Astronomers using the United Kingdom Infrared Telescope (UKIRT) in Hawaii, the IRAM Millimetre-wave Telescope in Spain, and the Spitzer Space Telescope in orbit above the Earth, have completed the most wide-ranging census ever produced of dynamical star formation in and around the well-known Great Nebula of Orion. They have found this stellar nursery to be a lively and somewhat overcrowded place, with young stars emitting gas jets in all directions, creating quite a chaotic picture and demonstrating there is much more going on in Orion than previously thought. Researchers including UKIRT Director Professor Gary Davis will present this and other UKIRT science results on Monday 20th April at the European Week of Astronomy and Space Science at the University of Hertfordshire.
The research team comprises more than a dozen astronomers from the US, the UK and a number of other European countries. The project thus has a truly international flavour, representing a collaboration of minds from across the globe.
Take a look at the constellation of Orion at night. With the naked eye you see only the brightest stars, like Betelgeuse and Rigel at the shoulder and knee of the constellation, or perhaps the Orion Nebula as a vaguely fuzzy patch around the sword. What your eye does not see is an enormous cloud of molecules and dust particles that hide a vast region where young stars are currently being born. On the sky, the region - known to astronomers as the Orion Molecular Cloud - is more than 20 times the angular size of the full moon, spanning from far above the hunter's head to far below his feet. It is one of the most intense regions of star formation in the local Milky Way and has been the subject of many small-scale studies over the years.
However, the current work is the first to present such a complete study of the young stars, the cloud of gas and dust from which they are being born, and the spectacular supersonic jets of hydrogen molecules being launched from the poles of each star.
Most of the 'action' is hidden from view in visible light, because the molecular cloud is very thick and opaque. Only the Orion nebula, which is really just a blister on the surface of the cloud, gives an indication of what is really happening within. To see through the cloud, we need to observe at wavelengths beyond the reach of the human eye. The longer (or 'redder') the wavelength, the better! Thus, the team have used UKIRT on Mauna Kea, the Spitzer Space Telescope, which works at even longer 'mid-infrared' wavelengths, and the IRAM radio telescope, which operates beyond the infrared at short radio wavelengths.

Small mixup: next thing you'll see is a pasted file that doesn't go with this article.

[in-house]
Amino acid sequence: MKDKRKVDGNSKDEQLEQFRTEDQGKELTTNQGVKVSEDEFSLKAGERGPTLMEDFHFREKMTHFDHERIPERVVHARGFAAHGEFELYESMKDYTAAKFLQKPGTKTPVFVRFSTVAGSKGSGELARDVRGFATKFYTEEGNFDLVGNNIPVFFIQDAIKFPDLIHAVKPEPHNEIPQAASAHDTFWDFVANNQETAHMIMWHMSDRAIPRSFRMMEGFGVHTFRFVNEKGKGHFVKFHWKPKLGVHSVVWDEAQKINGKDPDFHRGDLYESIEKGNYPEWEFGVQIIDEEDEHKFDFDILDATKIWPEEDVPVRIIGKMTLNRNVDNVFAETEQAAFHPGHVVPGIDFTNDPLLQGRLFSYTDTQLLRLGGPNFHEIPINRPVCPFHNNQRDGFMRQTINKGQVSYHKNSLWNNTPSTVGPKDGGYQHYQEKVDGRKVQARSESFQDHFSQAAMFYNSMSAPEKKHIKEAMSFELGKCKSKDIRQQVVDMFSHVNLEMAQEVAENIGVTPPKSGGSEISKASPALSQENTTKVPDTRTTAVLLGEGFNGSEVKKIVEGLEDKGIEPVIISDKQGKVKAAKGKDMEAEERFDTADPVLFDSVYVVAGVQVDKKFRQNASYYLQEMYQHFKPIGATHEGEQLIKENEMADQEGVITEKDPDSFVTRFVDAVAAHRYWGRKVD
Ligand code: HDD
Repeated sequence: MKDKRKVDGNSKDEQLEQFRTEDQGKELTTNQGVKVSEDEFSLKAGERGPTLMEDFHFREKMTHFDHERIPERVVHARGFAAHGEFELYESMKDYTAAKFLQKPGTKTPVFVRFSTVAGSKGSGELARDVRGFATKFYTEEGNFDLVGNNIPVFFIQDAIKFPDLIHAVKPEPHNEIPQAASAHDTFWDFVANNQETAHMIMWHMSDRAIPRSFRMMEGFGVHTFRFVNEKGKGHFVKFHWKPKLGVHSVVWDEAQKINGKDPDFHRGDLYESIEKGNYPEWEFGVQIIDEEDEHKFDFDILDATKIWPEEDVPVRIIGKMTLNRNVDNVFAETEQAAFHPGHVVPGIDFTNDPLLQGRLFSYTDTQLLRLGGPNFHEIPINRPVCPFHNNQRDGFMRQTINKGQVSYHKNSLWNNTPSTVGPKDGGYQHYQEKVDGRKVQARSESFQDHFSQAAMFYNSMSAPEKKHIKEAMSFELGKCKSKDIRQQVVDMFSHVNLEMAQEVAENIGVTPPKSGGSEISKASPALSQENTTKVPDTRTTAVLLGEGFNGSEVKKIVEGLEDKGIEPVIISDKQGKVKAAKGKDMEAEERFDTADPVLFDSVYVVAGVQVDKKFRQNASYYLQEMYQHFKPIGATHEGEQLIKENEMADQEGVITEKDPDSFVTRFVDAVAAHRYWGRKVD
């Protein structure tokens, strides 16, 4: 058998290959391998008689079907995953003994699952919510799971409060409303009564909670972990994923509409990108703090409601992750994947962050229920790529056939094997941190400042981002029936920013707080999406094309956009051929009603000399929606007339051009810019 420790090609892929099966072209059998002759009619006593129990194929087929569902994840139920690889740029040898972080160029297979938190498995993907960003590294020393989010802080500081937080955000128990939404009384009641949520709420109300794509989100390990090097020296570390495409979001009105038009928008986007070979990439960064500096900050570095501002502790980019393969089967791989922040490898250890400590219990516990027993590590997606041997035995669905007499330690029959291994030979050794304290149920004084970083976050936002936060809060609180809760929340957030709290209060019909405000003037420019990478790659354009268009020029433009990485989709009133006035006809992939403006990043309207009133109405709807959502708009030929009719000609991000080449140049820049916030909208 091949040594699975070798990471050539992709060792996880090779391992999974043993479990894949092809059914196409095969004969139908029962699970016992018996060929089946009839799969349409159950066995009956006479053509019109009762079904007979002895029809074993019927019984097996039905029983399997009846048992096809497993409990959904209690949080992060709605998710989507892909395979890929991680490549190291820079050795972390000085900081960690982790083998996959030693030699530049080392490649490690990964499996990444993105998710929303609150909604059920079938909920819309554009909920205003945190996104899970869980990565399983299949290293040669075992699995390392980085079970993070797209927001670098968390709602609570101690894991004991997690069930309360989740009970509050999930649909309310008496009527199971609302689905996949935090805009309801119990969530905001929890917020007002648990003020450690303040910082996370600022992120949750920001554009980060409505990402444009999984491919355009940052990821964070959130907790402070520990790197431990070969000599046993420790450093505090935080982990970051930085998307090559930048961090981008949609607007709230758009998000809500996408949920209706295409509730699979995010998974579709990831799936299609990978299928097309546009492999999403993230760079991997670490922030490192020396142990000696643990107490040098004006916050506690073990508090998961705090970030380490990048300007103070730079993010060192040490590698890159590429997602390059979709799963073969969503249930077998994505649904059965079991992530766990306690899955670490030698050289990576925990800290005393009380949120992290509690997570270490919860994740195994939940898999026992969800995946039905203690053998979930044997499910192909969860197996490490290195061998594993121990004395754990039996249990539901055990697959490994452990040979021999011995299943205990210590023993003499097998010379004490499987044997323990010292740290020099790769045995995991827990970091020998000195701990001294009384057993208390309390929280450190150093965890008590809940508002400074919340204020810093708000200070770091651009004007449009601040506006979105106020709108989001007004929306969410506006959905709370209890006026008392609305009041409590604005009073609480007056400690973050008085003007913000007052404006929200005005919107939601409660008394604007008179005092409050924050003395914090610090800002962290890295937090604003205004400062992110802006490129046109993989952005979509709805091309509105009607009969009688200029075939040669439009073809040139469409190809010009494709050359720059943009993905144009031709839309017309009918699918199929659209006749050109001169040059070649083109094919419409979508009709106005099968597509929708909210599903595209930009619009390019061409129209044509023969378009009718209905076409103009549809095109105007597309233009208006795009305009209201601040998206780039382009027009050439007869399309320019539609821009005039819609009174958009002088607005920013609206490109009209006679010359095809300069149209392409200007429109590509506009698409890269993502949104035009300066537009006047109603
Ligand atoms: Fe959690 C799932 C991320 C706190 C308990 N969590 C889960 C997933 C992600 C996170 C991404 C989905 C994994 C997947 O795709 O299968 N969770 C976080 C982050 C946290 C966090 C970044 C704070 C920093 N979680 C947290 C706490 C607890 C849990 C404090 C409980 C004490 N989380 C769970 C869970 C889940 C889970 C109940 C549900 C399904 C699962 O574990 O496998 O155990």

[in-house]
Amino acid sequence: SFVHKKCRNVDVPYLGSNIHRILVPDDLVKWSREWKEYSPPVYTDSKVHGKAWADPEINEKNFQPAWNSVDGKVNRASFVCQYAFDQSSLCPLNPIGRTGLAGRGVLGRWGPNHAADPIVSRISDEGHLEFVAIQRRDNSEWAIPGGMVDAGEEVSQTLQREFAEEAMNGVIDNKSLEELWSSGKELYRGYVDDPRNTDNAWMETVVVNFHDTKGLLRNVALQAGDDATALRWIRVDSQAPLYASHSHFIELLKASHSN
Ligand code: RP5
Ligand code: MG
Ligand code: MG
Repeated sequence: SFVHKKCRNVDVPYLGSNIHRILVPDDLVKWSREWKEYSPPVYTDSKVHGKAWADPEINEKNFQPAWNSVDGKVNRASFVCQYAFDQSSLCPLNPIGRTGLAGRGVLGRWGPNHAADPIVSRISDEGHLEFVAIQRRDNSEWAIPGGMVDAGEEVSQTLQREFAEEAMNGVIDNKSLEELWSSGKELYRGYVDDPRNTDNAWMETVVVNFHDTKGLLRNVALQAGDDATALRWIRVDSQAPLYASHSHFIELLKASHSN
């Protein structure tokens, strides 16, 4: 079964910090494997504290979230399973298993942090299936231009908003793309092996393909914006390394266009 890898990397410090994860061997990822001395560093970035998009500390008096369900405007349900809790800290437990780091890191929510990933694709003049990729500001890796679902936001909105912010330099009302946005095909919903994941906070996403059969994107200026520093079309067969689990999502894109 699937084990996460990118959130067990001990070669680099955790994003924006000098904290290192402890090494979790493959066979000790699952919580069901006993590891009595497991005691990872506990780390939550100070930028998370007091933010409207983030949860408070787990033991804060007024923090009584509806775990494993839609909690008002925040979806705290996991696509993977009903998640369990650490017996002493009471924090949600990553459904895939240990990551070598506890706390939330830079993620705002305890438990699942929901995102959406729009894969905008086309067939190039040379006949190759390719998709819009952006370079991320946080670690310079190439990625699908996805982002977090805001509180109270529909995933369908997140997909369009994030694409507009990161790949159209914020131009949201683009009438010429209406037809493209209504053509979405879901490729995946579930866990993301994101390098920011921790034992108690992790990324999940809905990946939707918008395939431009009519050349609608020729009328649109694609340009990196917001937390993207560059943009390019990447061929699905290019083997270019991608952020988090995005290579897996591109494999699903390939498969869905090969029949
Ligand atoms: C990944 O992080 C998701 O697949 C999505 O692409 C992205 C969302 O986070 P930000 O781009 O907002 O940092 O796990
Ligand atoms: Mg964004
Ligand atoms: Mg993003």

The key to the success of this project was the combination of data from all three facilities. Inspired by the richness of his images from UKIRT, scientist Chris Davis contacted colleagues in Europe and on the U.S. Mainland. Tom Megeath, an astronomer from the University of Toledo, provided a catalogue of the positions of the very youngest stars - sources revealed only recently by the Spitzer Space Telescope. Thomas Stanke, a researcher based at the European Southern Observatory in Garching, Germany, then provided extensive IRAM maps of the molecular gas and dust across the Orion cloud. Dirk Froebrich, a lecturer at the University of Kent, later used archival images from the Calar Alto Observatory in Spain (data acquired by Stanke some 10 years ago) to measure the speeds and directions of a large number of jets by comparing them with their positions in the new images.
Armed with these data, Davis was able to match the jets up to the young stars that drive them, as well as to density peaks within the cloud - the natal cores from which each star is being created.
Dr Davis says, 'regions like this are usually referred to as stellar nurseries, but we have shown that this one is not being well run: it is chaotic and seriously overcrowded. Using UKIRT's wide field camera (WFCAM), we now know of more than 110 individual jets from this one region of the Milky Way. Each jet is travelling at tens or even hundreds of miles per second; the jets extend across many trillions of miles of interstellar space. Even so, we have been able to pinpoint the young stars that drive most of them.'
Dr Froebrich mentions that, 'measuring the speeds and directions of the jets is essential to pinpoint the driving sources, especially in such crowded regions as M42 in Orion.'
Dr Megeath adds, 'With such a large number of young stars, we can study the 'demographics' of star birth. This study will give us an idea of how long it takes baby stars to bulk up by pulling in gas from the surrounding cloud, what ultimately stops a star from growing bigger, and how a star's birth is influenced by other stars in the stellar nursery.'
Dr Stanke notes, 'Star formation research is fundamental to our understanding of how our own sun, and the planets that orbit it, were created. Many of the stars currently being born in Orion will evolve to be just like the sun. Some may even have earth-like planets associated with them.'
Dr Andy Adamson, Associate Director at the UKIRT, says, 'This spectacular dataset demonstrates the power of survey telescopes like UKIRT. With on-line access to data from other telescopes around the world, and the ease with which one can communicate with collaborators across the globe, massive projects like the Orion study are very much the future of astronomy.'